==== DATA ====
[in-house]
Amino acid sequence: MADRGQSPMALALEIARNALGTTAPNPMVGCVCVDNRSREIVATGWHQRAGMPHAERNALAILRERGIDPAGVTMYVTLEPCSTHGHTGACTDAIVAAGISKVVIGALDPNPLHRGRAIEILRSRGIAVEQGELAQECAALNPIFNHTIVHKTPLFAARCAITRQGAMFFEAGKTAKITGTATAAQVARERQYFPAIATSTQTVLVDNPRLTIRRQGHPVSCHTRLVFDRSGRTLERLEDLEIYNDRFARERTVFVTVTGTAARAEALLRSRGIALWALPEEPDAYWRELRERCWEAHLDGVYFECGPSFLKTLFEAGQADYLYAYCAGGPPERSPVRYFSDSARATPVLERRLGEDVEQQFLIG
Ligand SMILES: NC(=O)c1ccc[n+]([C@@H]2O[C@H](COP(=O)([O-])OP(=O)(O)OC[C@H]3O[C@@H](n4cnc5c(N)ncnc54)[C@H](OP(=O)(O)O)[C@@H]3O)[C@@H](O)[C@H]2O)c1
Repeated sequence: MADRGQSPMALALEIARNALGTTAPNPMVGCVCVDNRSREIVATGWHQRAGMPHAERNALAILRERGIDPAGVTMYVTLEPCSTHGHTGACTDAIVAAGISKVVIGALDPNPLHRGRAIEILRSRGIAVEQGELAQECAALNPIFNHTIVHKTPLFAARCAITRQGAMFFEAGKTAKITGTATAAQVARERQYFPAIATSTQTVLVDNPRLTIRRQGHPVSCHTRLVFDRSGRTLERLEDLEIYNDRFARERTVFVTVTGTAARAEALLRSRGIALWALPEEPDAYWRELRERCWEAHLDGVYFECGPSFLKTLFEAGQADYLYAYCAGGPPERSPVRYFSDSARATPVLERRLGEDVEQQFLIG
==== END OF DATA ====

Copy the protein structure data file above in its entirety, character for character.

[in-house]
Amino acid sequence: MADRGQSPMALALEIARNALGTTAPNPMVGCVCVDNRSREIVATGWHQRAGMPHAERNALAILRERGIDPAGVTMYVTLEPCSTHGHTGACTDAIVAAGISKVVIGALDPNPLHRGRAIEILRSRGIAVEQGELAQECAALNPIFNHTIVHKTPLFAARCAITRQGAMFFEAGKTAKITGTATAAQVARERQYFPAIATSTQTVLVDNPRLTIRRQGHPVSCHTRLVFDRSGRTLERLEDLEIYNDRFARERTVFVTVTGTAARAEALLRSRGIALWALPEEPDAYWRELRERCWEAHLDGVYFECGPSFLKTLFEAGQADYLYAYCAGGPPERSPVRYFSDSARATPVLERRLGEDVEQQFLIG
Ligand SMILES: NC(=O)c1ccc[n+]([C@@H]2O[C@H](COP(=O)([O-])OP(=O)(O)OC[C@H]3O[C@@H](n4cnc5c(N)ncnc54)[C@H](OP(=O)(O)O)[C@@H]3O)[C@@H](O)[C@H]2O)c1
Repeated sequence: MADRGQSPMALALEIARNALGTTAPNPMVGCVCVDNRSREIVATGWHQRAGMPHAERNALAILRERGIDPAGVTMYVTLEPCSTHGHTGACTDAIVAAGISKVVIGALDPNPLHRGRAIEILRSRGIAVEQGELAQECAALNPIFNHTIVHKTPLFAARCAITRQGAMFFEAGKTAKITGTATAAQVARERQYFPAIATSTQTVLVDNPRLTIRRQGHPVSCHTRLVFDRSGRTLERLEDLEIYNDRFARERTVFVTVTGTAARAEALLRSRGIALWALPEEPDAYWRELRERCWEAHLDGVYFECGPSFLKTLFEAGQADYLYAYCAGGPPERSPVRYFSDSARATPVLERRLGEDVEQQFLIG